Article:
Coronary Artery Disease

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					Coronary Artery Disease

   By Nabeel Sharaf, Franz Garay,
          Michael Javier
       Anatomy and Physiology
1. The Heart
• The Blood will circulate through the heart
• The right atrium receives de-oxygenated
   blood and the left atrium receives
   oxygenated blood
• The ventricles pump blood to the
   appropriate part of the body
       Anatomy and Physiology
2. Coronary Arteries
• The coronary arteries provide oxygenated
  blood to the heart muscle
• Right coronary artery- supplies blood to the
  right ventricle
• Left coronary artery- supplies blood to the left
• Posterior circumflex artery- supplies blood to
  the posterior aspect of both ventricles
            Anatomy and Physiology
1. Cardiac Conduction System
• The heart has a system in which the electrical impulse stimulates the muscle
   fibers in the heart to contract
• The electrical impulse originates at the sinoatrial (SA) node, which is located
   in the wall of the right atrium.
    – The SA node is the heart's natural pacemaker: it regulates the heart rate.
• The impulse proceeds through the atria, stimulating them to contract.
• After the atria are stimulated to contract, the atrioventricular (AV) node
   slows the electrical impulse before it proceeds to the ventricles. This pause
   allows the ventricles to fill with blood before they contract.
    – The AV node is located between the atria and the ventricles.
• After the pause, the impulse then proceeds through the ventricles,
   stimulating them to contract.
Coronary Artery Disease Basic Info
• The most common type of heart disease
• The most common cause of death in the
  United States in both men and women
• About half of all deaths related to
  cardiovascular disease result from coronary
  artery disease
•   Rank Countries Amount
•    # 1 Ireland:324 deaths per 100,000 people
•   # 2 Austria:297 deaths per 100,000 people
•   # 3 Germany:292 deaths per 100,000 people
•   # 4 Finland:284 deaths per 100,000 people
•   = 5 United Kingdom:265 deaths per 100,000 people
•   = 5 United States:265 deaths per 100,000 people
•   # 7 Sweden:260 deaths per 100,000 people
•   # 8 Norway:258 deaths per 100,000 people
•   # 9 Denmark:251 deaths per 100,000 people
•   # 10 New Zealand:247 deaths per 100,000 people
•   # 11 Belgium:246 deaths per 100,000 people
•   # 12 Italy:243 deaths per 100,000 people
•   # 13 Netherlands:230 deaths per 100,000 people
•   # 14 Canada:219 deaths per 100,000 people
•   # 15 Switzerland:218 deaths per 100,000 people
•   # 16 Australia:214 deaths per 100,000 people
•   # 17 France:168 deaths per 100,000 people
•   # 18 Japan:151 deaths per 100,000 people
•   Total:4,432 deaths per 100,000 people Weighted average:246.2 deaths per
    100,000 people
How does it start? Why does it start?
The build up of plaque, cholesterol and other fatty
  materials, in the inner walls of the arteries

When the plaque hardens it causes arteries to be
 narrowed which in turn causes the blood flow to

An imbalance between oxygen demand and oxygen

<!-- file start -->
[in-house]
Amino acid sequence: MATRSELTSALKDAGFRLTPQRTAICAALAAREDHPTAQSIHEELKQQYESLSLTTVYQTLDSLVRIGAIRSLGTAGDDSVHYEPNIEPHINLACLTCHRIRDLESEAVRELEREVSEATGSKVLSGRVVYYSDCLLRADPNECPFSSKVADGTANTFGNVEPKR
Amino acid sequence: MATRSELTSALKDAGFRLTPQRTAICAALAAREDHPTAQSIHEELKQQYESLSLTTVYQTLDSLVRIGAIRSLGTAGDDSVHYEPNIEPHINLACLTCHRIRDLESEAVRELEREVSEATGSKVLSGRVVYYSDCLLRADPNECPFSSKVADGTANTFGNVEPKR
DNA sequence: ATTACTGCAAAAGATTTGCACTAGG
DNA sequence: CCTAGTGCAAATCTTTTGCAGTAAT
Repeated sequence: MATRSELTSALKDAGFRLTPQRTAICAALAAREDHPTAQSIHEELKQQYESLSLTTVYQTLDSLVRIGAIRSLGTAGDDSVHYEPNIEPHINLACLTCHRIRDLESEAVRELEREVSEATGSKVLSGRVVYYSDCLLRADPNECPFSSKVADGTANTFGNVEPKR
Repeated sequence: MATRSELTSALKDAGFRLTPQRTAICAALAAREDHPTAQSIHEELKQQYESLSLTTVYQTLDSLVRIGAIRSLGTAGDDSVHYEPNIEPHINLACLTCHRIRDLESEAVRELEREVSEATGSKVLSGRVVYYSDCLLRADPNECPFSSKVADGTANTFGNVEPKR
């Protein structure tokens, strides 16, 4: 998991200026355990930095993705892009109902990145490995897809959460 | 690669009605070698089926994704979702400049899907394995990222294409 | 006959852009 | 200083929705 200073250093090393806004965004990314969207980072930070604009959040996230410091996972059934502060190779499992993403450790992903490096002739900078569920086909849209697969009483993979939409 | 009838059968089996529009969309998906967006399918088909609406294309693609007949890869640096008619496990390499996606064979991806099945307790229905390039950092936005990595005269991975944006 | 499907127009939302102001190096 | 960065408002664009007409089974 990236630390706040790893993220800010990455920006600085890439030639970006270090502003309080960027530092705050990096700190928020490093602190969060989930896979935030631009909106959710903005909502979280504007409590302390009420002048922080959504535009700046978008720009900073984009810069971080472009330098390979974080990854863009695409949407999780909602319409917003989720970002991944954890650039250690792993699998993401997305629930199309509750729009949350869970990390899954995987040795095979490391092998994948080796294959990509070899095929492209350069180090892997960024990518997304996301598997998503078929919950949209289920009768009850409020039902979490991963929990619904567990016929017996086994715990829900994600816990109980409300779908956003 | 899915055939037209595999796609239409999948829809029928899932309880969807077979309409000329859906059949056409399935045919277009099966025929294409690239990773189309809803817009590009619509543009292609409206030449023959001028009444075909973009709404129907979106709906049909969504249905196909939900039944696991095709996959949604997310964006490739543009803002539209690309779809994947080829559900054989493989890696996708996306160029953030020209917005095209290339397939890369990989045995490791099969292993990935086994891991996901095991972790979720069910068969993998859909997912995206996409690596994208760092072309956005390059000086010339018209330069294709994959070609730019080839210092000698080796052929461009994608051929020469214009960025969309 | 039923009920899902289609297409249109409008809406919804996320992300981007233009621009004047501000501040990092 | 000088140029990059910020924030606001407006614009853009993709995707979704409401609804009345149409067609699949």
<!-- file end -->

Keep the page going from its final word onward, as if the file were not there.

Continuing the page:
supply, causes the myocardium to be hypoxic
This causes blood to be blocked from the heart that provides oxygen and
nutrients to the myocardium (heart tissue)
• Due to Atherosclerosis, the heart cannot receive
  the needed oxygen from the blood.
• This lead to angina, chest pain that occurs when
  the heart does not get enough oxygen.
• Can also leave permanent damage to the heart
  when the blood supply is cut off. A person can
  have a heart attack.
• The heart is eventually weakened and pump less
  blood to the body, heart failure.
• The normal beating pattern of the heart can also
  change called Arrhythmias.
• Men have a greater chance of having a heart
  attack than men and they also have heart
  attacks earlier, equalizes after the age of 70
• More likely to occur with age
• Greater risk if parents were diagnosed with a
  heart disease
• The risk of heart disease is higher among
  Mexican Americans, American Indians, native
  Hawaiians and African Americans due to
  higher blood pressures and diabetes in the
Factors that increase the chance of
•   Smoking
•   High blood cholesterol and high triglycerides
•   High blood pressure
•   Physical Inactivity
•   Overweight
• Pain or discomfort in other areas of the upper body
  including the arms, left shoulder, back, neck, jaw, or
• Difficulty breathing or shortness of breath
• Sweating or “cold sweat”
• Fullness, indigestion, or choking feeling (may feel like
• Nausea or vomiting
• Light-headedness, dizziness, extreme weakness or
• Rapid or irregular heart beats
• Ischemia
•   EKG
•   Stress Testing
•   Echocardiography
•   Chest X-ray
•   Blood Test
•   Family History Check
• Some patients need a stent, a small mesh
  tube, to be implanted in the artery to restore
  blood flow.
• Coronary bypass surgery
• Reduce the oxygen demand of the heart with
  antianginal drugs, reduce myocardium hypoxia
• In less severe cases, a healthier diet
Coronary Bypass
            Future Treatment
• Predicting if a person will have CAD may be
  helped by new genetic markers. People with
  diabetes or type 2 diabetes have shorter
  telemeres 1, this is and indicator if a person
  may develop CAD.
• Using folic acid to treat Atherosclerosis

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